Onset CPS  can begin from day one of the stroke/injury or can take months, even years to make it's appearance.  Central Pain Syndrome can be a life threatening condition: It can often cause depression, anxiety, anger, frustration and hopelessness.. When a person rates the pain as a 9 or 10 on a pain scale, and there seems to be no relief in sight, with no hope or understanding or support from family and professionals, they may even come to feel that suicide is the only way out.

Triggers and Sensitivity reactions Stress, anger, depression. Movement, daily activity, ROM exercising, tiredness. Exposure to sun, rain, cold, snow, breezes, AC, drafts, unseen sun flare activity, barometer changes. Environments of warmer and cooler from the particular person´s comfort zone. Added pain or swelling. Light touches of another person, blanket, clothes, splints. Sudden movements: Yawning and other reflexive involuntary movements such as sneezing, being startled, loud noises, bright lights and even vibrations as from riding in a car.

Light sensitivity for the eyes, noise sensitivity for the ears can be  triggers for higher pain levels.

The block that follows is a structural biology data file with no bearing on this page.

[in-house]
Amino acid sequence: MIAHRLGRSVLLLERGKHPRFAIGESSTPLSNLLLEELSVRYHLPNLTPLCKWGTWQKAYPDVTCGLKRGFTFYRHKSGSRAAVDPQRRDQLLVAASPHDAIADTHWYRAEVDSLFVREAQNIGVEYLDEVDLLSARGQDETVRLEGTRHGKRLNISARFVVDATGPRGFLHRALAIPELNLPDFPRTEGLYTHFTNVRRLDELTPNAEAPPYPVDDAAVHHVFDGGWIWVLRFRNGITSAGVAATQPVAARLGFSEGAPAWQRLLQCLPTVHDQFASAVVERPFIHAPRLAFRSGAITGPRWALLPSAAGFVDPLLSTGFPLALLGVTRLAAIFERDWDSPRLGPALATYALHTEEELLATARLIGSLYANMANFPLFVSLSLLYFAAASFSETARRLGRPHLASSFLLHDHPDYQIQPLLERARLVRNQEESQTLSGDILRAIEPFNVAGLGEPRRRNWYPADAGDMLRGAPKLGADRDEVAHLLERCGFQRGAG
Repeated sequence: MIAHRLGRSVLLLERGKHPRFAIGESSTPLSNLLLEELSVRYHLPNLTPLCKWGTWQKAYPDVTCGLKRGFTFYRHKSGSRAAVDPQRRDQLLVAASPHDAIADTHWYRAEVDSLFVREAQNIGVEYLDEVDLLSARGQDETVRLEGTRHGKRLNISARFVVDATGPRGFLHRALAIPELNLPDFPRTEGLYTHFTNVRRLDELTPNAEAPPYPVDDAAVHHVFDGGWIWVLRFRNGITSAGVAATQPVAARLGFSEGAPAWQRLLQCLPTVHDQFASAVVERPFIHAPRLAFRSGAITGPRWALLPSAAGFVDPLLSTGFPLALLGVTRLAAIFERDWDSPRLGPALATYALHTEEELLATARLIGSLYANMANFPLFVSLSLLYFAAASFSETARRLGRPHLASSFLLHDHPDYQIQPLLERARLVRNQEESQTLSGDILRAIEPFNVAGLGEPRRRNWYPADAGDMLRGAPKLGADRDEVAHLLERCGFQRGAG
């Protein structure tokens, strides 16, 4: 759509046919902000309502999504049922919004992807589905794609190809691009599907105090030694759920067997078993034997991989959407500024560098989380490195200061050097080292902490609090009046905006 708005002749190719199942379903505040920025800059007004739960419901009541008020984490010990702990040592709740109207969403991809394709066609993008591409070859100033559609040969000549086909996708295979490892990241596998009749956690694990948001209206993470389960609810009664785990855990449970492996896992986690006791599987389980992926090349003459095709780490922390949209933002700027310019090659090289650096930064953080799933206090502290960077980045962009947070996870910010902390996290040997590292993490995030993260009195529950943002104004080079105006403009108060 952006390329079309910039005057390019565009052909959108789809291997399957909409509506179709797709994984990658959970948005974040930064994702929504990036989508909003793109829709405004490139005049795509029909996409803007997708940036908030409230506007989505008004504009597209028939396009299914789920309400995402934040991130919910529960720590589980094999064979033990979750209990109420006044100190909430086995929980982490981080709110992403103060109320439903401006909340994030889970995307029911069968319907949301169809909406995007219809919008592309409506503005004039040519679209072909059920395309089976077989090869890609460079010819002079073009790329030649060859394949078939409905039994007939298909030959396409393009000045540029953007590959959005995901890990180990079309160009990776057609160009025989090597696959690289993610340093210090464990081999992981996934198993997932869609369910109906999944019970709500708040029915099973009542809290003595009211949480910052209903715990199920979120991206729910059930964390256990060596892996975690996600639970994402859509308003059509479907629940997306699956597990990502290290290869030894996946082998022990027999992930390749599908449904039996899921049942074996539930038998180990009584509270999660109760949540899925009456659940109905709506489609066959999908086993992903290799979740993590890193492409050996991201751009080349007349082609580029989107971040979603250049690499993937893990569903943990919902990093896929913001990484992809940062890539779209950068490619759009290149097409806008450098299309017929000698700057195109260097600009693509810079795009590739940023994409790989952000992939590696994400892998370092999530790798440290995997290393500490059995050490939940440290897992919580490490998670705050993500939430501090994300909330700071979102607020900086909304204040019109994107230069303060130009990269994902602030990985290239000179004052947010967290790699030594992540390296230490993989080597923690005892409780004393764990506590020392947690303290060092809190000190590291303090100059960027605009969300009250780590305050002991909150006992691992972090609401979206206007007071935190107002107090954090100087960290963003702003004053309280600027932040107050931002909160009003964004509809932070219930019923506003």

7 Types of pain sensations

Any or all of these pain types can overlap. A person could have one or all of these that can come and go as time passes.

  1. Burning dysesthesia: A mixture of pain sensations in which persistent light touch is perceived as a thermal sensation. There are four overlapping subtypes.

Burning: "A chemical, not a purely physical burn"; "A mentholated burning"; burning it up with fire and acid".

Cold: "Like touching dry ice"; "bone" cold.

Wet:   Wet and uncomfortable underneath the burning."

Motor or Kinesthetic Dysesthesia: A feeling of cramping and contraction associated with burning. "A terrible fatigue in my muscles, "A feeling of drawing, pulling, crushing."

  1. Hyperpathia: Heightened response to a noxious stimulus.

  2. Allodynia: Pain from a very mild stimulus. Can also describe referred pain. Can relate to touch, location, temperature or muscle loading.

Touch: "Light touch from clothing becomes unbearable after a few minutes, like an awful sunburn"; "Paper laid on the legs begins to burn unbearably after a minute or so."

Location: Touching the face might show up as burning on the outside of the forearm. Sitting long enough for the skin to burn can become  burning out to the side on the legs and behind."

Thermal: Picking up a warm drink, it feels hot in the hand. Warm ambient temperature sensitizes the skin so that all the other pain features appear more easily."

Muscle loading: Movement makes the body unbearably sore. The day after exercise, the body might have  awful feelings of lactic acid buildup. Lying in bed can feel like sleeping on rocks.

  1. Shooting or 5. Lacerating: Sharp stabbing pains with an electrical quality.

  2. Circulatory: A very common type in which circulation feels compromised.  The feeling of pins and needles in parts of the body.

  3. Peristaltic: Feeling of fullness,  burning, cramping, nausea or distention.

===========================================